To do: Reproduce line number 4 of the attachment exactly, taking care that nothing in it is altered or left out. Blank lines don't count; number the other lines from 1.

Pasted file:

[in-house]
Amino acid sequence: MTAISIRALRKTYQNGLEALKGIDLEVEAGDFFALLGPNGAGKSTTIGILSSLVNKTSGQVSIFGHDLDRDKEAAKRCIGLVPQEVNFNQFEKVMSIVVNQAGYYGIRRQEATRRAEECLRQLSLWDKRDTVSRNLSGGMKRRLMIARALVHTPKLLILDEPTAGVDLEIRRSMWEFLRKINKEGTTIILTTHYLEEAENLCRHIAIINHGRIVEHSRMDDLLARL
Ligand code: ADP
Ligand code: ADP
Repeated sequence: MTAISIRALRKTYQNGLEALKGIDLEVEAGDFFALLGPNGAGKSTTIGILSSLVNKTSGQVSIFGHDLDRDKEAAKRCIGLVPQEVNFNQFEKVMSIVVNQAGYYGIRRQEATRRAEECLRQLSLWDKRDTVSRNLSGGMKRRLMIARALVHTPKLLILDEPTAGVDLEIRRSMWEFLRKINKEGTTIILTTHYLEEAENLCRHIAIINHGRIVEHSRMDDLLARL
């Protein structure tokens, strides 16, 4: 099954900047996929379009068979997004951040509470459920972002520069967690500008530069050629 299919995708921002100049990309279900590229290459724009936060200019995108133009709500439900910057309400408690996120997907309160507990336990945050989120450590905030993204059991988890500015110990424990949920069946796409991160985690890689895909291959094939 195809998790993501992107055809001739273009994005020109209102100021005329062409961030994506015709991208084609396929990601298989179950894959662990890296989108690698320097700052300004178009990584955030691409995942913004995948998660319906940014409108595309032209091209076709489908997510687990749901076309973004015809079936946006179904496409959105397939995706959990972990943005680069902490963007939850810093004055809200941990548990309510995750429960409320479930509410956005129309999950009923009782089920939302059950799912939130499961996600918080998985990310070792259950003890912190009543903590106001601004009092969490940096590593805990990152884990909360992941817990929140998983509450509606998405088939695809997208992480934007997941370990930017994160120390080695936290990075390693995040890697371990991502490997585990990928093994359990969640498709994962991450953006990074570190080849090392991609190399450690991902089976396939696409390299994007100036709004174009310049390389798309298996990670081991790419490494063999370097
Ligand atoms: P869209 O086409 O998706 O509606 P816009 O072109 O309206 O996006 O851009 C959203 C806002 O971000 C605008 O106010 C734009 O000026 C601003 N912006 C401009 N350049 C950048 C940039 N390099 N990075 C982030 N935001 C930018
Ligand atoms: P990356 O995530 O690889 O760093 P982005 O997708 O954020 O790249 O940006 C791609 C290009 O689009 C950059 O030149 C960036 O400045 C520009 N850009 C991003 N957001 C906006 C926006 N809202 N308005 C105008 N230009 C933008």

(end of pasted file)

Ligand code: ADP